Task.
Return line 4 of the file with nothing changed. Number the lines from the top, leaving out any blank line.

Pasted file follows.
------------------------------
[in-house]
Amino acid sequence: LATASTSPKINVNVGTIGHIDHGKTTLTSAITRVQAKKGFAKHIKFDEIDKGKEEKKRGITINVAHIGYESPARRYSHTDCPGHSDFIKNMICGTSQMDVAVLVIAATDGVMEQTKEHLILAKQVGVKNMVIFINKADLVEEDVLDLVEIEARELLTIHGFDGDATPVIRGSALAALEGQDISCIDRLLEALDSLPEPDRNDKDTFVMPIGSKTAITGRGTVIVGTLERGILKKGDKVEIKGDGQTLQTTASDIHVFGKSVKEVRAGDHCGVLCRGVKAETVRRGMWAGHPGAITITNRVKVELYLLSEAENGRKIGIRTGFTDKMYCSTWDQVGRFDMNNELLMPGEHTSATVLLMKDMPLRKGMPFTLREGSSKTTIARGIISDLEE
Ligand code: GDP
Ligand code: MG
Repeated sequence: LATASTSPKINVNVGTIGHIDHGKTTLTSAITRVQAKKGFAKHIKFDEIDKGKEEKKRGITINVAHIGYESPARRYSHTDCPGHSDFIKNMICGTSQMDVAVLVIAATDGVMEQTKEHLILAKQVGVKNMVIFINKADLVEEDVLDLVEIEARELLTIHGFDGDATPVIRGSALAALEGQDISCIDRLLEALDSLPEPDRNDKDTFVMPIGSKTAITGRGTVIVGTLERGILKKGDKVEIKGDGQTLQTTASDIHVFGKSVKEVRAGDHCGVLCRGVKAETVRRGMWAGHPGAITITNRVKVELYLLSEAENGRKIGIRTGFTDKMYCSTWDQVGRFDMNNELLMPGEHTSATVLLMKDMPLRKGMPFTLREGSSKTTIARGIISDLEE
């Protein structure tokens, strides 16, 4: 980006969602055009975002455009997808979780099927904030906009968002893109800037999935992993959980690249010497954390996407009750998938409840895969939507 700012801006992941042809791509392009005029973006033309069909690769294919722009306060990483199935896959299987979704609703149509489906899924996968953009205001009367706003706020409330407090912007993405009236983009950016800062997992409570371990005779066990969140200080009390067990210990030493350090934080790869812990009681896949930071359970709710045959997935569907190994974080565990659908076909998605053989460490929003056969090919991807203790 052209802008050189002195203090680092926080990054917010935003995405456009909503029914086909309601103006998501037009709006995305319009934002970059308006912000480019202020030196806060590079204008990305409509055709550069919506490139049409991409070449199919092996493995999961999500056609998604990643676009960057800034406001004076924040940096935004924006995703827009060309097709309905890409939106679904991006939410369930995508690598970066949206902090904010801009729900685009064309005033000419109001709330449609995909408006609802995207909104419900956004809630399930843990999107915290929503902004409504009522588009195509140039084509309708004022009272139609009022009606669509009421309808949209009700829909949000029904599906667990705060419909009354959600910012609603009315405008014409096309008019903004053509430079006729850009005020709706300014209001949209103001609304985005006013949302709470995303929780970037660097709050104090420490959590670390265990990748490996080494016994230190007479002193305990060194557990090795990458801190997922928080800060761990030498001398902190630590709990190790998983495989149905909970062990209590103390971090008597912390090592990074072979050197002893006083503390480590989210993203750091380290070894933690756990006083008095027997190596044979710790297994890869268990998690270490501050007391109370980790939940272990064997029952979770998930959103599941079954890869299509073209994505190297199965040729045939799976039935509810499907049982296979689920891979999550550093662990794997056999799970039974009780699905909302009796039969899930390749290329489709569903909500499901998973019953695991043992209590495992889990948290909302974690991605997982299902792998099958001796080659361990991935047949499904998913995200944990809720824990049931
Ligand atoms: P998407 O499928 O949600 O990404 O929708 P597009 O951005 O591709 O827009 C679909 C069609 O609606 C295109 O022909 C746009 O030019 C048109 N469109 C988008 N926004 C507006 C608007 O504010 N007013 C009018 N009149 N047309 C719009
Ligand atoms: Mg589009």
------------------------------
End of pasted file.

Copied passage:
Ligand code: MG